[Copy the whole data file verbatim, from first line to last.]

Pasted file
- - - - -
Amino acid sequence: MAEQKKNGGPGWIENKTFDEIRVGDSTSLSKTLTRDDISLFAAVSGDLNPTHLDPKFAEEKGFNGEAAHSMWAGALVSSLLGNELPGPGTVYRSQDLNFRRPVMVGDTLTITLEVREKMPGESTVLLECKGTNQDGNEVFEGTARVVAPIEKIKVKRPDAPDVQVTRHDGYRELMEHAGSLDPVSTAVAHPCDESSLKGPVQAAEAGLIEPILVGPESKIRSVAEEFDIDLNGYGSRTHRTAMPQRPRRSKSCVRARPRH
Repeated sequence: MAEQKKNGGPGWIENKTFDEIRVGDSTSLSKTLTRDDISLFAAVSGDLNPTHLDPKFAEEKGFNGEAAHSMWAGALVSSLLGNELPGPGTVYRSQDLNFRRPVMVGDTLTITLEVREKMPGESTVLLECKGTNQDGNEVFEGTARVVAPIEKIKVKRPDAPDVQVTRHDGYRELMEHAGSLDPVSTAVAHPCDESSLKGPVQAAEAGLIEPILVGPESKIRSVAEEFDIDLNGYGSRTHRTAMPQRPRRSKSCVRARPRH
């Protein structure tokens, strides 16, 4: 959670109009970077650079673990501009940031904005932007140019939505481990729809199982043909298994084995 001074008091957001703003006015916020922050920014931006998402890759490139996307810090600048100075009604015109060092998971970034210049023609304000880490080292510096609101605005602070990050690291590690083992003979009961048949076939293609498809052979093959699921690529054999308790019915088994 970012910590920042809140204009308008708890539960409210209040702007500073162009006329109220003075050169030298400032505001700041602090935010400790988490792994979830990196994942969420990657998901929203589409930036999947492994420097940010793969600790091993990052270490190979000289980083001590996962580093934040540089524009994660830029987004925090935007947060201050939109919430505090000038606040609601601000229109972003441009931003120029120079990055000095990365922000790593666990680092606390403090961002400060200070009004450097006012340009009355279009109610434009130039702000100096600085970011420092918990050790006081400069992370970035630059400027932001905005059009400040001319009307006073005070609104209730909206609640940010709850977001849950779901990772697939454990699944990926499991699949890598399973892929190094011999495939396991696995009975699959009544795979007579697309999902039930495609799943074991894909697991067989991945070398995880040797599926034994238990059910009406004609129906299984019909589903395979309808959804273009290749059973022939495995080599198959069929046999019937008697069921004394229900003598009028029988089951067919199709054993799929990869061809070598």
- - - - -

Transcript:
Amino acid sequence: MAEQKKNGGPGWIENKTFDEIRVGDSTSLSKTLTRDDISLFAAVSGDLNPTHLDPKFAEEKGFNGEAAHSMWAGALVSSLLGNELPGPGTVYRSQDLNFRRPVMVGDTLTITLEVREKMPGESTVLLECKGTNQDGNEVFEGTARVVAPIEKIKVKRPDAPDVQVTRHDGYRELMEHAGSLDPVSTAVAHPCDESSLKGPVQAAEAGLIEPILVGPESKIRSVAEEFDIDLNGYGSRTHRTAMPQRPRRSKSCVRARPRH
Repeated sequence: MAEQKKNGGPGWIENKTFDEIRVGDSTSLSKTLTRDDISLFAAVSGDLNPTHLDPKFAEEKGFNGEAAHSMWAGALVSSLLGNELPGPGTVYRSQDLNFRRPVMVGDTLTITLEVREKMPGESTVLLECKGTNQDGNEVFEGTARVVAPIEKIKVKRPDAPDVQVTRHDGYRELMEHAGSLDPVSTAVAHPCDESSLKGPVQAAEAGLIEPILVGPESKIRSVAEEFDIDLNGYGSRTHRTAMPQRPRRSKSCVRARPRH
């Protein structure tokens, strides 16, 4: 959670109009970077650079673990501009940031904005932007140019939505481990729809199982043909298994084995 001074008091957001703003006015916020922050920014931006998402890759490139996307810090600048100075009604015109060092998971970034210049023609304000880490080292510096609101605005602070990050690291590690083992003979009961048949076939293609498809052979093959699921690529054999308790019915088994 970012910590920042809140204009308008708890539960409210209040702007500073162009006329109220003075050169030298400032505001700041602090935010400790988490792994979830990196994942969420990657998901929203589409930036999947492994420097940010793969600790091993990052270490190979000289980083001590996962580093934040540089524009994660830029987004925090935007947060201050939109919430505090000038606040609601601000229109972003441009931003120029120079990055000095990365922000790593666990680092606390403090961002400060200070009004450097006012340009009355279009109610434009130039702000100096600085970011420092918990050790006081400069992370970035630059400027932001905005059009400040001319009307006073005070609104209730909206609640940010709850977001849950779901990772697939454990699944990926499991699949890598399973892929190094011999495939396991696995009975699959009544795979007579697309999902039930495609799943074991894909697991067989991945070398995880040797599926034994238990059910009406004609129906299984019909589903395979309808959804273009290749059973022939495995080599198959069929046999019937008697069921004394229900003598009028029988089951067919199709054993799929990869061809070598």